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Quick test: is it a weed or a plant? If it comes out of the ground easily, it is a valuable plant.
Tackle this fun DIY project this weekend! Great for kids.
For some reason, I feel like I’m a mosquito magnet. If I go outside in the spring/summer for more than an hour, chances are I’ll come away with 20+ mosquito bites. It drives me crazy! It doesn’t help that I almost always forget to wear mosquito repellent. But, did you know that certain plants repel mosquitoes? If you want a natural way to get rid of those pesky bugs, check out this post by Plant Care Today:
I love making my own soap! I enjoy the creative process of combining oils, fragrances, colors, and other additives to make my own signature bars. It’s a little bit science and a little bit art, and it’s super fun. Something I’ve been playing with lately is adding my own ingredients. I’ve tried cocoa, almonds, and flax seeds. I recently planted a lavender seedling in my yard, and thought it would be a great additive as well! If you need dried lavender for soap, a recipe, aromatherapy, or just for decoration, check out these tips by Plants and Oils at Hubpages:
-You should pick your lavender when it is just fully-opened, smelling fragrant, but not at all going over
-Cut your lavender carefully, avoiding crushing the flowers.
-Group about half a dozen lavender stalks together, and tie the bunch firmly with string.
-It’s important that the stalks and flowers are in a dark, warm, and dry place, so that they do not get mould or rot before they dry properly. It takes about a month.
This is amazing! Can’t wait to try this with garlic and basil.
Yesterday, a few friends and I got together to make our own fairy gardens. I’ve been seeing them for a while on Pinterest now and had always wanted to try them! If you haven’t seen them before, they are basically miniature container gardens that include tiny pieces of furniture and other trinkets. Basically, creating a space in your yard for “fairies” to come visit It’s fairly easy and inexpensive to start- all you need is a container, some soil, a few small plants, and some trinkets (broken jewelry, small toys, etc. that you can find laying around your house). Plus, kids will also love creating them! If you want to make your own, here are some tips that I learned yesterday:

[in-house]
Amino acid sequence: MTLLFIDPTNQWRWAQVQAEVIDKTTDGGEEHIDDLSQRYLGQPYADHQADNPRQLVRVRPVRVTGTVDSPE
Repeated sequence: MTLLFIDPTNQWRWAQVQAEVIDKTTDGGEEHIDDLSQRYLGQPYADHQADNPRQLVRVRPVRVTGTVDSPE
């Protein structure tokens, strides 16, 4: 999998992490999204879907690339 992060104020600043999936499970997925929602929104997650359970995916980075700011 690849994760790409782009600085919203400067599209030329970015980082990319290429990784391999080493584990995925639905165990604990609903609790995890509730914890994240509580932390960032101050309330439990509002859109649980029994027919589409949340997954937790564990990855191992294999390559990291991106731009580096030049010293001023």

-Keep a theme in mind: The most important thing to remember is theme. Select a theme and don’t deviate! Your garden should tell a story. Are you creating a hobbit hole? A mermaid oasis? A woodland cottage?A flower garden? Pick what inspires you.
-Remember scale: Don’t use huge, towering plants if your fairy home is only 4 inches tall.
-Plan ahead: get plants that have similar needs. If your garden is going to be indoors, choose plants that thrive in the shade. If you have a gray thumb like me, here’s a tip: succulents are almost un-killable.
-Get creative! Look for every day objects that can be repurposed. A painted thumbtack could easily become a mini toadstool. You can create fairy homes out of old milk cartons, bark, and pinecones. My friend created a little fairy-sized hammock out of a scrap of tulle and two twigs. Keep your mind open!
-Moss, moss, moss. Put moss everywhere that there aren’t decorations or other plants. It will keep your garden from looking patchy and sparse.
-When choosing a container, look for surface space rather than depth. This will give you more room to create your scene.
-Remember that you won’t finish in one day. You will most likely always be expanding your garden, and finding new things to add.
Special thanks to Katie Clark for helping me make mine and teaching me these tips!
My friends’ gardens:
I absolutely adore window boxes, and wish they would come back in style. I think they give homes a fairytale, cottage-like feel, and I would put one under every one of my windows if my family would let me. Plus, they’re like mini container gardens, so they’re nice and compact and easy to maintain. If you are thinking of installing flower boxes of your own, check out this post by Kelly at the Lily Pad Cottage blog for some great tips on keeping them gorgeous:
- Plant different flowers all mixed in but still keeping in mind balance and symmetry.
-Water them every day that it doesn’t rain!
Really good advice for those of you getting out there and starting a garden this Spring!
Aphids are some of the most heinous garden pests out there. They can cause the destruction of giant trees, and even entire crops. Plus, they’re gross. No one likes bugs. At least, not when they’re crawling on your fresh-grown produce. If your plants are suffering from an influx of aphids, check out this post by Mike Lieberman at Urban Organic Gardener for some natural solutions:
-Keep your container garden ant free. Ants will shuttle aphids around.
-Make a homemade spray. Boil up some water with onions, garlic and cayenne pepper. Let it steep for a bit, then spray down the aphids and undersides of leaves.
ShakYardGot a green thumb? Let's dish dirt.
Antique and modern Oriental furniture from Greentea Design.
Solid wood computer cabinets and other home office furniture